Two years ago I wrote a popular post called 10 Study Tips for College Students, and I’m honored that it has reached the computer screens of thousands of people all over the country and world.
Since writing that post, I’ve completed graduate school with a 4.0 GPA while balancing working full-time and planning a wedding. Let’s just say that conquering all of that took a lot of effort – but most importantly, it required me finding (and using) the best study tips for college students that are out there.
Since I was studying psychology, I found myself learning more about the brain and how we learn and retain information. I was surprised to see how many different methods there are to learn things – some wacky and some more challenging.
A lot of them inspired the material that I used to create some of the lessons in my time management course, Stress-Free Scheduling, which was released in 2016.
Now, it’s about to be the middle of August. There are thousands of college students across the world going back to school and I believe that this information could make the difference in an A or a C in any class.
So without further ado, I’m excited to share with you the best study tips for college students!
*Disclosure: Some of the links included in this post are affiliate links, meaning I will receive a small percentage of each purchase you make (at absolutely no cost to you)! I only recommend products I fully support and always think about my readers when including them!*
Start Each Day With a List of Must-Dos
Unfortunately, seeing all of this work on your must-do list actually has a good chance of making you feel overwhelmed and extremely unmotivated. Talk about a rough start!
Instead of allowing yourself to get into this mindset, make it a point to create a list of just three things that absolutely HAVE to get done that day. For example, if you have a test tomorrow and a paper the next day, those should take priority over whatever else is going on after that.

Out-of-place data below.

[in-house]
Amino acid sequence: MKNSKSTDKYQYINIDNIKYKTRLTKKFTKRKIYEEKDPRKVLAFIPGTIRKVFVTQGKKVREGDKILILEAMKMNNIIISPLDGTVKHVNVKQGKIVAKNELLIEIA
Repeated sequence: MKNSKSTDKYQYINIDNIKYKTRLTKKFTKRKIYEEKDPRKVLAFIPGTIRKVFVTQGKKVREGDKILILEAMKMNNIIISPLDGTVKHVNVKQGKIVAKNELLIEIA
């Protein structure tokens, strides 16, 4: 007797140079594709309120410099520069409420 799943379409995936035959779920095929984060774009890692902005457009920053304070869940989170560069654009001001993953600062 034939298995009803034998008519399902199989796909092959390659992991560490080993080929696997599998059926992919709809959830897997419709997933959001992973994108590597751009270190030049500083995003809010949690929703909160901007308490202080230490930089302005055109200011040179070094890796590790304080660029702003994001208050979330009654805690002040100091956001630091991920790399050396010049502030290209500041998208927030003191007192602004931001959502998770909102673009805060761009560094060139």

As you’re writing your must-dos list, make sure you are extremely specific with what needs to get done.
Here’s an example:
Find three scholarly resources that I can use for my paper and write out their citations to place in my References section.
You’ll notice that this example is to the point, but it’s also clear. I know how many resources I need and what I’m going to do with them.
I think a lot of college students have an issue with just writing something down like “read for English” or “write half of my paper.” Goals always work best when they are clear and measurable, so do yourself a favor and start to think in numbers and specific actions so that you have a better chance of success.
This is one of the best study tips for college students because it gets your thoughts organized and forces you to look ahead to the near future. When you’re aware of what’s going on in your schedule, you’re less likely to forget assignments or feel completely stressed out.
P.S. This daily to-do list notepad is the perfect fit for mastering your must-dos, amongst other things.
Don’t Study the Same Subject For More Than an Hour or Two
Unless you are in the middle of writing a paper or conducting a big study session, psychology actually recommends giving your mind a break from the same material.
Why this is one of the best study tips: When you shift your focus elsewhere, you’re actually giving your brain time to soak in all the material you fed it. In fact, research shows that students perform better memory recall when they leave at least 12-24 hours in-between their same subject study sessions.
One of the things I liked to do was set aside a specific time to study each subject on any given day.
For example, I may have blocked off an hour on Monday at 9am to study math and then another hour on Tuesday at 9am to study math again. This not only gave my brain time to rest from math (which I wasn’t the best at), but it also helped me maintain a consistent study schedule (which I came to appreciate greatly).
Obviously there are going to be times where you’ll need to study a subject a lot more than normal, so just make sure that you build in some solid breaks here and there. If you don’t, you may feel like you aren’t retaining as much information as you should be.
The best way to organize your study schedule is to put it in a planner. Here are a few of my favorites:
Quiz Yourself Even Before You Feel Ready
One of the biggest mistakes I made was not quizzing myself right off the bat. As I was going through my master’s in psychology program, I learned that one of the best ways humans learn is by quizzing themselves throughout the entire process, not just before a test.